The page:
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Press Release

St. Louis County employee hatched pandemic relief kickback scheme, indictment says

For Immediate Release
U.S. Attorney's Office, Eastern District of Missouri

ST. LOUIS – A St. Louis County employee who previously served as the administrative assistant to a former St. Louis County Council member hatched a scheme to fraudulently obtain COVID-19 relief funds for a local businessman in exchange for a share of the proceeds, an indictment unsealed Tuesday alleges.

Anthony “Tony” Weaver Sr., who is currently employed as the “change management coordinator” at the St. Louis County jail, was indicted May 25 on four felony counts of wire fraud. Weaver has turned himself in and is scheduled to make his first appearance in court Tuesday at 1 p.m. 

The indictment alleges that on May 6, 2020, Weaver approached a man who owned several small businesses located in St. Louis County with a scheme to fraudulently apply for grants from the county’s Small Business Relief (SBR) Program. The program used federal CARES Act money to help small businesses located in the county that were closed during the stay-at-home orders by paying some of the costs incurred by the closing.

According to the indictment, Weaver told the businessman, identified in the indictment as “John Smith,” that his former boss on the council, identified as “Jane Doe,” needed to know the names of Smith’s businesses as she made the final decision. Weaver also told Smith that Doe’s office is “going to do what I tell them to do.”

Over the next few weeks, Weaver filled out applications for four SBR loans on behalf of Smith’s businesses, falsely claiming that the businesses were closed during the pandemic, and concealing the fact that Smith had at least 25% ownership in them all because an owner could only apply for one grant, the indictment alleges.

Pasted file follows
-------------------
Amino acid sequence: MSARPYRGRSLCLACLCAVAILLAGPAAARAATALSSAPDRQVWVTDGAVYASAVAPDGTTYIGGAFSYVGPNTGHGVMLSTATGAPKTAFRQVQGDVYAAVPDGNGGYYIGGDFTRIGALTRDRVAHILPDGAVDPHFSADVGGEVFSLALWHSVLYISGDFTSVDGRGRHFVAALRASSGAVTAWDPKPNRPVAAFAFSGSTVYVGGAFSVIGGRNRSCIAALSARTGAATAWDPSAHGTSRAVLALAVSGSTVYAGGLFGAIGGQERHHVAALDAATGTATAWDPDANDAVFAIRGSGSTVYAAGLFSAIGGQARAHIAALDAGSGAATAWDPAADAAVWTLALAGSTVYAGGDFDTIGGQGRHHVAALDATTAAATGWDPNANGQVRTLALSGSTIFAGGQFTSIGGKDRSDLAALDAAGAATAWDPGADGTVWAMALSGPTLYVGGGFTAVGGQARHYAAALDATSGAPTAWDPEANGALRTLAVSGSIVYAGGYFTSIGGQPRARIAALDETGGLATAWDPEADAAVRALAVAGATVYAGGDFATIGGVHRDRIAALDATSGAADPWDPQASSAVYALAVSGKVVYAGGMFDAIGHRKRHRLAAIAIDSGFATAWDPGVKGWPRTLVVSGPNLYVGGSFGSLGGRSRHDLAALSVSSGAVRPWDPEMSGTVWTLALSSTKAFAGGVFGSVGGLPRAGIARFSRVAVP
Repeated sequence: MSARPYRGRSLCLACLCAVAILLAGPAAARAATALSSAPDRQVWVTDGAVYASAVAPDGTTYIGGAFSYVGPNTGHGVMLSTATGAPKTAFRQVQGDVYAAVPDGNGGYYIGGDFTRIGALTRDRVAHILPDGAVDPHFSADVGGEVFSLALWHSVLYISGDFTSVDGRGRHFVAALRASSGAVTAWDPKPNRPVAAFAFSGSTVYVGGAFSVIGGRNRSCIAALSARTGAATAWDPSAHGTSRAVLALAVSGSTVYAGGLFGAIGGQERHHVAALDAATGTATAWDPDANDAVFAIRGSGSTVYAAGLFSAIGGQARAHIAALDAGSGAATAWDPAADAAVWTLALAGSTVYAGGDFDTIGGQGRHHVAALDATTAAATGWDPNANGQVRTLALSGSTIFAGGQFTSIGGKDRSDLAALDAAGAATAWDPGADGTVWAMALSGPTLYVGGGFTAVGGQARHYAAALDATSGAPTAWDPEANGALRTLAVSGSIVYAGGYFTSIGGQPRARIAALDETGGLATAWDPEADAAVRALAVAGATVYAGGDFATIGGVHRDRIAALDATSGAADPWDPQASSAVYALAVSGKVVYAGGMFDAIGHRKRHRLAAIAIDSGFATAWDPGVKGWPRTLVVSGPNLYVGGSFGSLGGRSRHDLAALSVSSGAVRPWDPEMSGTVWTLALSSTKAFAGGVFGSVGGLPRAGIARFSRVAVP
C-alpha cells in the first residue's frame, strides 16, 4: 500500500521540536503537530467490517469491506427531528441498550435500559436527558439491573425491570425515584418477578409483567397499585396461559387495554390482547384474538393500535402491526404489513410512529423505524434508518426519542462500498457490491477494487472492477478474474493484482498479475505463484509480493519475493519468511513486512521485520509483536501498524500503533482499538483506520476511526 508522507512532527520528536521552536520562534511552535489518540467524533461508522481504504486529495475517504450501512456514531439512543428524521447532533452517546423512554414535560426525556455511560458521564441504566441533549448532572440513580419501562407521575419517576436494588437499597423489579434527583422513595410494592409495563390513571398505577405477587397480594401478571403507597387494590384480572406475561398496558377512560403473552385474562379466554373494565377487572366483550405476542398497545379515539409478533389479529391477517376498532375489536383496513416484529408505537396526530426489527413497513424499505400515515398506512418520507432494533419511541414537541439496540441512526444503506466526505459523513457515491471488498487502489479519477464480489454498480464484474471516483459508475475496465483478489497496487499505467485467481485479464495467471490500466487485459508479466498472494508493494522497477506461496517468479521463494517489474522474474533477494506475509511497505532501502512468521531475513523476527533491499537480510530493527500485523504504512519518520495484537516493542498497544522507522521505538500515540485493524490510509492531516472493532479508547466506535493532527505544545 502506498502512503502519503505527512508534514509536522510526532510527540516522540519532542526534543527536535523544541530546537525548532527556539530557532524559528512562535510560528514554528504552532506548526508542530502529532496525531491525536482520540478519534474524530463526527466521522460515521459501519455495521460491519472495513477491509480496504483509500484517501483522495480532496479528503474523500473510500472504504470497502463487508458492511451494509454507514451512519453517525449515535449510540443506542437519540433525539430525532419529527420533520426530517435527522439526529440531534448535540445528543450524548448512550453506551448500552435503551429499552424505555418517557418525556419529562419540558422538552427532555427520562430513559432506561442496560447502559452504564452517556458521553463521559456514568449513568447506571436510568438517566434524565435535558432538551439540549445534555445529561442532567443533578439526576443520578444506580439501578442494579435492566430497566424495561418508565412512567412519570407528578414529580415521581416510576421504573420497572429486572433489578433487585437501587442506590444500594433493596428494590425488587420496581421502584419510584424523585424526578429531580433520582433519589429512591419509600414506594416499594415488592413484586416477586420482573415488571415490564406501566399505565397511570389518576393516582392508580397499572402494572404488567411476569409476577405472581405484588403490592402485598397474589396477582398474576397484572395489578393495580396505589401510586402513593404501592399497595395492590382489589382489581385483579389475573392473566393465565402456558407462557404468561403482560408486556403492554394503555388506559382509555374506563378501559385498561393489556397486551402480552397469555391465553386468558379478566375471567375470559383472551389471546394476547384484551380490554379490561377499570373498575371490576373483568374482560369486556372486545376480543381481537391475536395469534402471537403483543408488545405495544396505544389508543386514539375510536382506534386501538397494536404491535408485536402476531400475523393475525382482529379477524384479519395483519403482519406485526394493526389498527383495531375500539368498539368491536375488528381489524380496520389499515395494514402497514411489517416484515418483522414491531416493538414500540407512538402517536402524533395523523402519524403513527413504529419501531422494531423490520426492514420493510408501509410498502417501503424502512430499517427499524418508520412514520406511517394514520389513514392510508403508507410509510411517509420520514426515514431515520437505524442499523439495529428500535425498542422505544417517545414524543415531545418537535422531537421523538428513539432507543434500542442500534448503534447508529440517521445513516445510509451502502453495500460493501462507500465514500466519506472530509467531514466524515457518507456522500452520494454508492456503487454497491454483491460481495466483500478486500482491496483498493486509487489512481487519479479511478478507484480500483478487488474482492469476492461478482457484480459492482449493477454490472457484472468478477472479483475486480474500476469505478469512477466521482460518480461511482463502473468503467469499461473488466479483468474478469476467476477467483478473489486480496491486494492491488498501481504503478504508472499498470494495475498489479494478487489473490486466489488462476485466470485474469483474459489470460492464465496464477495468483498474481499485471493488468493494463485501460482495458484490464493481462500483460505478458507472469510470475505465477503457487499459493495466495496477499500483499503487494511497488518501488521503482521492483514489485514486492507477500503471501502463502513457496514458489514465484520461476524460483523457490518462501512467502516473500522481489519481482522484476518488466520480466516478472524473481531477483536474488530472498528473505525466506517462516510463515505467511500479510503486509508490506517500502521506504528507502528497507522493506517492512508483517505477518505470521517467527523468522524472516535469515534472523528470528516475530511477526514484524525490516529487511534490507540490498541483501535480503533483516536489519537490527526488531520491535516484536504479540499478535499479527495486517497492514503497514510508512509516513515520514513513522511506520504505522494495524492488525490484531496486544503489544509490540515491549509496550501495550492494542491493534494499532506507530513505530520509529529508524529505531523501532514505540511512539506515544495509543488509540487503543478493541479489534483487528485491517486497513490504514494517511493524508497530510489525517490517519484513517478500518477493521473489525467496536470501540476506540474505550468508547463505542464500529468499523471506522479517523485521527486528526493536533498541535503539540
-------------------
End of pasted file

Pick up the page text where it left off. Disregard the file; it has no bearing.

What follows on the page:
The pair agreed on multiple occasions to split any resulting money, the indictment says. They also discussed ways to avoid getting caught, with Weaver warning Smith against using a check or political donations to pay kickbacks and telling Smith that he didn’t want to use his own cell phone to submit an application because county employees might find out, the indictment says. “They’re trying to get me on something, brother.  I’m too powerful, brother…,” the indictment quotes Weaver telling Smith. Weaver also said, “I hope this place is not bugged…that’s how (former St. Louis County Executive Steve) Stenger got caught,” the indictment says.

Smith’s applications were not approved, but Weaver said he could try again with the next round of funding, the indictment alleges.

According to the indictment, Weaver said he helped 10 other companies apply for grants, but only two agreed to kick back any money and only one grant was approved. Weaver told Smith that he received $300 for his help in that case.

Weaver also served as the longtime committeeman of the Spanish Lake Township and on the board of Unity PAC, a north St. Louis County political organization, the indictment says.

The case was investigated by the Federal Bureau of Investigation.  Assistant U.S. Attorney Hal Goldsmith is prosecuting the case.   

The wire fraud charge carries a penalty of up to 20 years in prison and a fine of up to $250,000.

The charges contained in the indictment are merely accusations, and Weaver is presumed innocent unless and until proven guilty.

Updated June 7, 2022

Public Corruption